Thrice - The Alchemy Index Volumes III & IV: Air & Earth
Experimental Rock/Acoustic Rock
Disc 1: 6 songs (24:14) Disc 2: 6 songs (20:54)
Release year: 2008
Reviewed by James

After the decent first half of Thrice's Alchemy Index, the band have hit back with the third and fourth volumes, Air and Earth, and it's here things go from good to great. Where as the first half was a little hamstringed by a less than consistent opening volume, this one starts out great and keep going from there.

Air is perhaps the dark horse of The Alchemy Index, having no real identity of it's own, compared to the aggression of Fire, the experiments of Water and the acoustics of Earth. Here we range from the anthemic hard rock of Broken Lungs to The Sky Is Falling, which sounds like a slightly more experimental version of something we'd see on Fire, with it's handclaps and keyboards, to the acoustics of As The Crow Flies. Despite sounding like a collection of songs that wouldn't quite fit on to the other three discs, Air ultimately prevails due to the songs being strong throughout. Daedalus is my personal favorite on this disc, it's opening quiet-loud dynamics building to an emotional climax. Dustin Kensrue's vocals have certainly matured since the early days, and he sounds like a completely different person compared to the standard post-hardcore frontman who sang on The Illusion Of Safety. The only clunker here is closer Silver Wings, which is entirely too short to turn into anything of note, and sounds just like something deemed not good enough to go on Water. Still, compared to the way Fire got the last release off to a wobbly start, this is a masterpiece.

The band have saved the best for last with the final disc, Earth. It's a collection of acoustic songs, closer in spirit to Dustin Kensrue's solo album. It's been produced entirely differently to the other three discs, with a more atmospheric sound picking up far more of the room's natural ambience. It's certainly nice to hear something more initmate, and it's a definite breath of fresh air after the denser more layered fare we've encountered earlier along the way. Of course, intimacy and atmosphere would all be for naught if the songs weren't any good, but the band have rustled up some belters to play us out. The country-tinged Moving Mountains might well be my favorite track on the entire Alchemy Index, and indeed one of my top 5 songs of the year so far. Digging My Own Grave is quite an unusual piece, sounding like it's being played in a smoky nightclub with it's accordion, fingerclicks, and is that a honky-tonk in there somewhere? There's even a nod to the band's influences here, with a cover of post-hardcore pioneers Frodus' The Earth Isn't Humming. I can't comment on the original, but here it fits in perfectly, so much so that I was unaware it was a cover at first. Unfortunately the EP suffers from the same problem as Air, in that it closes with a very short song that never goes anywhere, only this time there's a minute of annoying bumping and scratching to finish it off. Still, you're getting five top-flight acoustic tracks here.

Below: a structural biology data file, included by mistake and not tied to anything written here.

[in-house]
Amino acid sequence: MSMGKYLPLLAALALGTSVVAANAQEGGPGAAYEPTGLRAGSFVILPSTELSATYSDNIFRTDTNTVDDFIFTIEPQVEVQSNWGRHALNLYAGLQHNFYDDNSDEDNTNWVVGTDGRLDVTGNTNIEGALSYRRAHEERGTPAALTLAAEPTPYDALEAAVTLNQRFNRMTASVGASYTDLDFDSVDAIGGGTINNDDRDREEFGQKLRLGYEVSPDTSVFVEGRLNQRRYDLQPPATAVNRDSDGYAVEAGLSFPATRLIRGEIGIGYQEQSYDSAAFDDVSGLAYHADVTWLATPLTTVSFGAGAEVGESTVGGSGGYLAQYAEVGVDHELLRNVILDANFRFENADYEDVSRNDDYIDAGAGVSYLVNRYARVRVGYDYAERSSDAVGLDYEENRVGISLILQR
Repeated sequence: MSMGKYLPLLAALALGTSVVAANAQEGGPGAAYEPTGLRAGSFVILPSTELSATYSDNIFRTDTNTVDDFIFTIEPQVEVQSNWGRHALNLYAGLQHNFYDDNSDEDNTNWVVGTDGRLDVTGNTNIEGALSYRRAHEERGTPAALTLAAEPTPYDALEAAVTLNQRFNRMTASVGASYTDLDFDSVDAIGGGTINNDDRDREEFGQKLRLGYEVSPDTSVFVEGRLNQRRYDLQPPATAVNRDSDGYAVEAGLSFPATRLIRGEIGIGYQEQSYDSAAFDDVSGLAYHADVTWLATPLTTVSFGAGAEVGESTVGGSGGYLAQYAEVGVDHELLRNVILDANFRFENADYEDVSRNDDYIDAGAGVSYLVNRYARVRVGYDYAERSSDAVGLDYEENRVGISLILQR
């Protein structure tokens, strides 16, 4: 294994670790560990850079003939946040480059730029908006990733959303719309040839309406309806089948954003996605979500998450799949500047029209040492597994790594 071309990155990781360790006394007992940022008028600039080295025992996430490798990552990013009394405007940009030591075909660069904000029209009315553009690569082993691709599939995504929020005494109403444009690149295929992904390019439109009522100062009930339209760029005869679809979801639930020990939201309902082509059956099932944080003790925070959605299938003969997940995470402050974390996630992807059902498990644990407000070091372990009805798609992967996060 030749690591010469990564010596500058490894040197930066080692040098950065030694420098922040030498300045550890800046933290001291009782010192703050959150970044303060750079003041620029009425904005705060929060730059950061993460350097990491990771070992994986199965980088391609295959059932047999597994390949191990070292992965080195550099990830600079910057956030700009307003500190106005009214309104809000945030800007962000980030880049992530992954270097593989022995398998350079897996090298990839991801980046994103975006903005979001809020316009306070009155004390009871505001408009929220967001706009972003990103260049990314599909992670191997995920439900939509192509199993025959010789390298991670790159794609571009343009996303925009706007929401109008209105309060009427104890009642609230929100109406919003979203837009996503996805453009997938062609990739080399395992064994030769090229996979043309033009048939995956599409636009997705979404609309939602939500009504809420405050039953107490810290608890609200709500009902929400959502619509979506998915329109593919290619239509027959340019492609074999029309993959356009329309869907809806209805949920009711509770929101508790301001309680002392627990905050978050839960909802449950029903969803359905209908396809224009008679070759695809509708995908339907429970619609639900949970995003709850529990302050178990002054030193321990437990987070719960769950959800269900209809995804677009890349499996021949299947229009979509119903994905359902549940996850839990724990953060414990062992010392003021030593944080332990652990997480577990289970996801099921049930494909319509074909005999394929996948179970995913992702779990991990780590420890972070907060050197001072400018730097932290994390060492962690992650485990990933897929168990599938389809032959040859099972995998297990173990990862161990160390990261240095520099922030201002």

As with all double albums, there's a little bit of filler to wade through, but as a whole The Alchemy Index gives you 18 songs worth listening to, a feat that not many double albums manage. Although these volumes are the highlights, the first two are definitely worth picking up to complete the set. Oh, and a portion of the profits go to charity too, so there really is no reason for you not to go out and buy this.

Killing Songs :
Air: Broken Lungs, Daedalus, Earth: Moving Mountains, The Earth Isn't Humming
James quoted 86 / 100
Other albums by Thrice that we have reviewed:
Thrice - The Alchemy Index Vol. I + II: Fire & Water reviewed by James and quoted 77 / 100
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